Students to help at Mutt Strut
Published 8:00 pm Friday, May 1, 2015
When the Suffolk Humane Society’s Mutt Strut comes to Camp Arrowhead on May 3, the Nansemond-Suffolk Academy Animal Lovers Club will be helping out for the second year running.
The club started in 2013 and has 24 students, said NSA lower school assistant headmaster Jean Mauck, the club’s advisor along with Kimberly Brinkley, who works in the after-school program.
“The whole club was set up to be a partner with Suffolk Humane Society,” she said.
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Suffolk Humane members attend the club’s monthly meetings and help plan its programs, according to Mauck.
“Last year was our first year, and we ended the year with involvement in Mutt Strut,” she said.
Some club members attended a Suffolk Humane meeting a couple of weeks ago to talk about their involvement in this year’s Strut, according to Mauck.
The third-, fourth- and fifth-grade students will work in the children’s area, according to Suffolk Humane’s Kay Hurley.
They’ll run three different games for small prizes: catch, agility and come/stay, and “a doggie version of red light/green light.”
Mauck said club members also will have an NSA information booth.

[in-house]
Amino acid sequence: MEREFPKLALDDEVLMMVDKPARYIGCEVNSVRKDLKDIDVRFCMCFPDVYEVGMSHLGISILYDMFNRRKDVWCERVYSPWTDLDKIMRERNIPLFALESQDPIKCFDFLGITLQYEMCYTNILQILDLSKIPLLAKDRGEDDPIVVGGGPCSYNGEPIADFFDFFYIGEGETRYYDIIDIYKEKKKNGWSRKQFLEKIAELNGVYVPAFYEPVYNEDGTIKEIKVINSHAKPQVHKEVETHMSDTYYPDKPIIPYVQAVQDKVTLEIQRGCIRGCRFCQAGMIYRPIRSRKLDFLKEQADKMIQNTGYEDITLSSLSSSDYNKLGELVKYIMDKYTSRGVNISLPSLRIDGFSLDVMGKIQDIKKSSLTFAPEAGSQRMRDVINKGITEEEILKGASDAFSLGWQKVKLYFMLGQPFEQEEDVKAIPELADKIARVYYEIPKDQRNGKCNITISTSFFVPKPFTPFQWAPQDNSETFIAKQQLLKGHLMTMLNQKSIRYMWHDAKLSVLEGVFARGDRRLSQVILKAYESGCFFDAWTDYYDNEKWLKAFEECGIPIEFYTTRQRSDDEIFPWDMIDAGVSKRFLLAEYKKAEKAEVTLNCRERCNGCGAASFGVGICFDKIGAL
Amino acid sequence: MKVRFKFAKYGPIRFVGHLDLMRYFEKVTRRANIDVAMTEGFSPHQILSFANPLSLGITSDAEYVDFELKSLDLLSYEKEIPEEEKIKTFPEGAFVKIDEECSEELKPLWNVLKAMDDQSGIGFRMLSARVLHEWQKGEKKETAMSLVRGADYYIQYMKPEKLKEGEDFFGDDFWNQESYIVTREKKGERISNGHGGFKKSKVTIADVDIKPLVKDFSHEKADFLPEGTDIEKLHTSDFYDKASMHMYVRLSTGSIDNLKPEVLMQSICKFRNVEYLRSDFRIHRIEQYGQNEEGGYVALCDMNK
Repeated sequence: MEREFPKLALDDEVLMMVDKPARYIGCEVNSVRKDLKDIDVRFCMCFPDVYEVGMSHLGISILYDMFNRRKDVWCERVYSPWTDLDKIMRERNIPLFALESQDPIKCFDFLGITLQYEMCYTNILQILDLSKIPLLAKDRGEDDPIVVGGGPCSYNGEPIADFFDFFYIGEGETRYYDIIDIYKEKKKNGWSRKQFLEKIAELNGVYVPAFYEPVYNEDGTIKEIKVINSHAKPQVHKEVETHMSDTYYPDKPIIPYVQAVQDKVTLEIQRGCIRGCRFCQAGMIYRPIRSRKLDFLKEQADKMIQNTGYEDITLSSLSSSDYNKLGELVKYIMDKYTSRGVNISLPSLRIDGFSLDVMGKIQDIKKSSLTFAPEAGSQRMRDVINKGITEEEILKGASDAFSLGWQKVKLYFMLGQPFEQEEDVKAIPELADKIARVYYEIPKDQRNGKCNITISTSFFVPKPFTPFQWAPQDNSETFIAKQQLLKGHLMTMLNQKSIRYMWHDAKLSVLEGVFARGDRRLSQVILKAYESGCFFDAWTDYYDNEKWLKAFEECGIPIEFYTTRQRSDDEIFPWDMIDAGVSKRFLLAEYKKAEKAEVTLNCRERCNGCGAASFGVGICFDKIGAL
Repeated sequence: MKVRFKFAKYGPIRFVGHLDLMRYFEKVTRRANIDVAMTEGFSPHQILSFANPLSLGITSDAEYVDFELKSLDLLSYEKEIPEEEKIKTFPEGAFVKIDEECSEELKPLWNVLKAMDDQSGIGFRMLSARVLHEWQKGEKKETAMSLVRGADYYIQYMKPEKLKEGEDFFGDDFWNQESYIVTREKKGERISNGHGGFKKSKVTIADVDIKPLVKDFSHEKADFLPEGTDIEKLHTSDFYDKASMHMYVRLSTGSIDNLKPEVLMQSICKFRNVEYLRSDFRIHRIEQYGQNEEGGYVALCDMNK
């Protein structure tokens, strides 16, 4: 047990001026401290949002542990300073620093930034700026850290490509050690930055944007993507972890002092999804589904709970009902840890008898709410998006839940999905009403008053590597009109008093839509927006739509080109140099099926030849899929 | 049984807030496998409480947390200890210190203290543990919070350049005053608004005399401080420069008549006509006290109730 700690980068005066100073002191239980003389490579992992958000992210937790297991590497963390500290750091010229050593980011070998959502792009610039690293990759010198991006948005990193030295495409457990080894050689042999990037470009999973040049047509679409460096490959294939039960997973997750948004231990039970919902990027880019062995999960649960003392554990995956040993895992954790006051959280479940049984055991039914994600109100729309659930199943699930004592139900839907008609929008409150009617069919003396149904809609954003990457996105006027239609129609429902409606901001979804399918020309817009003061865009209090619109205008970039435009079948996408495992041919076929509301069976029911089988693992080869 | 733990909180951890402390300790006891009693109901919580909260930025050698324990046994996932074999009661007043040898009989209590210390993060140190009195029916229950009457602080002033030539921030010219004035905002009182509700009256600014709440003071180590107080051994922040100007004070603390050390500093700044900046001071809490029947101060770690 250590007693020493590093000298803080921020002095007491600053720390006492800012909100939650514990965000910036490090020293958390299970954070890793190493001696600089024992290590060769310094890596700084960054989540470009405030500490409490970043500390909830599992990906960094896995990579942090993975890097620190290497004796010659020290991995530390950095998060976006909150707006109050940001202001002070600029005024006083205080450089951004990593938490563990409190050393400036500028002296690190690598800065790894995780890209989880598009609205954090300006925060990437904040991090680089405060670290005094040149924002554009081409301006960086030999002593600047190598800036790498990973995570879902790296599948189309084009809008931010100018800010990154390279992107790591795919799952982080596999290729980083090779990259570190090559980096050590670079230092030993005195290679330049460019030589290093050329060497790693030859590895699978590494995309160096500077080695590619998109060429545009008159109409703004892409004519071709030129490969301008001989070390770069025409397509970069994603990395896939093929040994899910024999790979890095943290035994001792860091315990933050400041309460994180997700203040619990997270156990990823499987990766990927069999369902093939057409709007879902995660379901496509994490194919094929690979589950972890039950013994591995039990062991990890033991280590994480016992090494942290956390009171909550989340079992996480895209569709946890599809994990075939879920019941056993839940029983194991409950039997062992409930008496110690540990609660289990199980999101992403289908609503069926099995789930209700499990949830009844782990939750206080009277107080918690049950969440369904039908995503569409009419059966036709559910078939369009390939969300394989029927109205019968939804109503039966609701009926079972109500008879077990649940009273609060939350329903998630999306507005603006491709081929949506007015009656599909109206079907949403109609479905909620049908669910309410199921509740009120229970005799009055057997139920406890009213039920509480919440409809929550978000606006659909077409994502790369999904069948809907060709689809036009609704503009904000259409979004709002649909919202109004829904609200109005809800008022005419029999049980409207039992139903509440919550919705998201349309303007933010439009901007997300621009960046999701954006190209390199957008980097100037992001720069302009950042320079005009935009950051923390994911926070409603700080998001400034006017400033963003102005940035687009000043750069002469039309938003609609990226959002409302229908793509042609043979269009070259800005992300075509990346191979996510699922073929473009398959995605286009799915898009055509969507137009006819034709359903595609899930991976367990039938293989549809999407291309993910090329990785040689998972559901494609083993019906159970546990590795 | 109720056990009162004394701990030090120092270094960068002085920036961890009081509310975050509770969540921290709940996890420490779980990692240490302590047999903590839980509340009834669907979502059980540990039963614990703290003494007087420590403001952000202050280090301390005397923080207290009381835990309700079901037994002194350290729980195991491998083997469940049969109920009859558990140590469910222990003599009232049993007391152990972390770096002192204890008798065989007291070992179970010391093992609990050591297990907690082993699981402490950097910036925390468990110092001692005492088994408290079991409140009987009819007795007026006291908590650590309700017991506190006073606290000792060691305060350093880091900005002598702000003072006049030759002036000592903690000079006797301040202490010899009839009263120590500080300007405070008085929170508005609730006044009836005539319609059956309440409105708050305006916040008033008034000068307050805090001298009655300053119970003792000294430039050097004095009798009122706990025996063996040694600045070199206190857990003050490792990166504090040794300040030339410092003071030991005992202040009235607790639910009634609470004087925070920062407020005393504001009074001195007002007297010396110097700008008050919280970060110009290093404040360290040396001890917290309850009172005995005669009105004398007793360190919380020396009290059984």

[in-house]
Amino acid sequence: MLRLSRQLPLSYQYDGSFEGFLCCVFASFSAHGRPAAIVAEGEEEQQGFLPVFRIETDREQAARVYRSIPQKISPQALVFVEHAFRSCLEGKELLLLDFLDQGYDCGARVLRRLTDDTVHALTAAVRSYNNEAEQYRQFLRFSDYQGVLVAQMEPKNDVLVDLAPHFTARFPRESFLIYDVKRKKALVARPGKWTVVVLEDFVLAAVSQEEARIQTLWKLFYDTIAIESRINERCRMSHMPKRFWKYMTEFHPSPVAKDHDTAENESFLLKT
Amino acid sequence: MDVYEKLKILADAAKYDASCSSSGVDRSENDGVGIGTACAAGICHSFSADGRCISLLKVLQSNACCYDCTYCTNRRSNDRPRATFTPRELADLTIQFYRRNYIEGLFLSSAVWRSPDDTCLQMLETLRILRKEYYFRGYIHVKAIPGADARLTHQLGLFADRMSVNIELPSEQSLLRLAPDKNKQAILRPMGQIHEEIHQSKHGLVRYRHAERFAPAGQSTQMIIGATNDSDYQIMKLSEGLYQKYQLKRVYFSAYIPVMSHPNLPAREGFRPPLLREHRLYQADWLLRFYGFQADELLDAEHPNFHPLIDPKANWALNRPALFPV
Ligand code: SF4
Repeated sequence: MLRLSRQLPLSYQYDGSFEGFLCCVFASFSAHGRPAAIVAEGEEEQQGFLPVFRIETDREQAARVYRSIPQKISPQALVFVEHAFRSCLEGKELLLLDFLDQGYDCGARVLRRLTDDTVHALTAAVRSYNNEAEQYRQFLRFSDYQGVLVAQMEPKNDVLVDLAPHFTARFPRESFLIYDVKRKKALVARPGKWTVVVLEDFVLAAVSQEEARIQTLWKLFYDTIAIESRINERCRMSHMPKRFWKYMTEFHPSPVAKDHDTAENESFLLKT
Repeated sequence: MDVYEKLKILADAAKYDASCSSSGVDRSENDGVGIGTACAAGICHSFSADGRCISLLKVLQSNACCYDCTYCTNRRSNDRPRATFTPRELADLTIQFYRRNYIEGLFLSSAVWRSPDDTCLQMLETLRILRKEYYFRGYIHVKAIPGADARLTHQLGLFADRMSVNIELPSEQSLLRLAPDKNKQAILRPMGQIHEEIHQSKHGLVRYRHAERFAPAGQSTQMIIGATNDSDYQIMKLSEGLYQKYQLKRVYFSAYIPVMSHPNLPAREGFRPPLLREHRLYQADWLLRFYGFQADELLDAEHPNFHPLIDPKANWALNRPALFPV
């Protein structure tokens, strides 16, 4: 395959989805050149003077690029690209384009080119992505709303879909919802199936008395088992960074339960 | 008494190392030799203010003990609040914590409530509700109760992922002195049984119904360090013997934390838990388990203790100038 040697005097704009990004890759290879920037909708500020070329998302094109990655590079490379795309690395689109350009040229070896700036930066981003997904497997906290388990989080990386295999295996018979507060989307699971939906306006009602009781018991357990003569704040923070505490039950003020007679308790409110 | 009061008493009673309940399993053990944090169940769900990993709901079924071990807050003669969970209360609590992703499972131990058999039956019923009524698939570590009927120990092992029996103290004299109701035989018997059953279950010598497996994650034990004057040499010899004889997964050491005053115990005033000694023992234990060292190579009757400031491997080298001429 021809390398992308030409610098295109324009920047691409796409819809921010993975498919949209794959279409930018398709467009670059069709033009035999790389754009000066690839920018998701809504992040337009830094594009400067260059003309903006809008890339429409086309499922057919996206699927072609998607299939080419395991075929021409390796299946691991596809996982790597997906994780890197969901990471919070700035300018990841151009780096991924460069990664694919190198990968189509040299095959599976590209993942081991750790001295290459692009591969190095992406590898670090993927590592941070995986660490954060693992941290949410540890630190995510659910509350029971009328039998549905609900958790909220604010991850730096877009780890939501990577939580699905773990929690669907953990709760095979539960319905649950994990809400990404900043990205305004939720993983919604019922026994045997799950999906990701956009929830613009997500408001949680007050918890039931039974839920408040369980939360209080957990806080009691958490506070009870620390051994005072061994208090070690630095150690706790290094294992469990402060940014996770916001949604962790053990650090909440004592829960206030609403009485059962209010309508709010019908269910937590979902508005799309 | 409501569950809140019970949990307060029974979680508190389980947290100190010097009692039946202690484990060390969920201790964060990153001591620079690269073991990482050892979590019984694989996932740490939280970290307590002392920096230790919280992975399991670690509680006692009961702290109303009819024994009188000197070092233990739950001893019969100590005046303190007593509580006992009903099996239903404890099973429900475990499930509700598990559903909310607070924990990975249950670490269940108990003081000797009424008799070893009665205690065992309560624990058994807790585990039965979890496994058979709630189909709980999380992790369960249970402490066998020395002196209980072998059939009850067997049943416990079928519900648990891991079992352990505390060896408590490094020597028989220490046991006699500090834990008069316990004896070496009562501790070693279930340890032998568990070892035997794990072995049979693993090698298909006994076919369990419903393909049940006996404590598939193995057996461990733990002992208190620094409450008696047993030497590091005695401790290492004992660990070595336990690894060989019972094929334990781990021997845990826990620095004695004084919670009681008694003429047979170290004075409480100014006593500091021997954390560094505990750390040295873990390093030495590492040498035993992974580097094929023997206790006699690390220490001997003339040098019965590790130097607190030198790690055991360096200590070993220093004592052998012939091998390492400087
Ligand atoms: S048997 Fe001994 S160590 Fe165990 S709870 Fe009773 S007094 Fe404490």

“Our kids truly have a heart for animals, and I do to,” she said.
Mauck said the club is a way to teach the children to respect and care for animals, as well as to support their community.
“Our school is very involved in community service — giving back and extending yourself beyond yourself.”
Fifth-grader Pari Nanvaty will be one of the student volunteers at the event. “I think it’s a good event. It’s not every day you see adoptions happen — it saves animals’ lives,” she said.
Meredith Edwards, a fourth-grader, said she has two dogs and a bunny at home. “If you are really bored, sometimes they can help you,” Meredith said of having pets.
“And they are very nice to cuddle with if you are sad. My bunny, Ninja, he’s fun to play with, because he’s always climbing somewhere.”
Mauck said Suffolk Humane education committee member Ginger Owen is a big contributor to the animal lovers’ club. The children really like having animals at the meetings, she added.
“We try to make sure the meetings involve a live animal,” she said. “We’ve had reptiles, we’ve had birds; we’ve had wildlife rescuers come.”
Third-grader Anabelle Richards said a rescued Rottweiler was her favorite animal visitor to a club meeting.
“He was really pretty,” she said.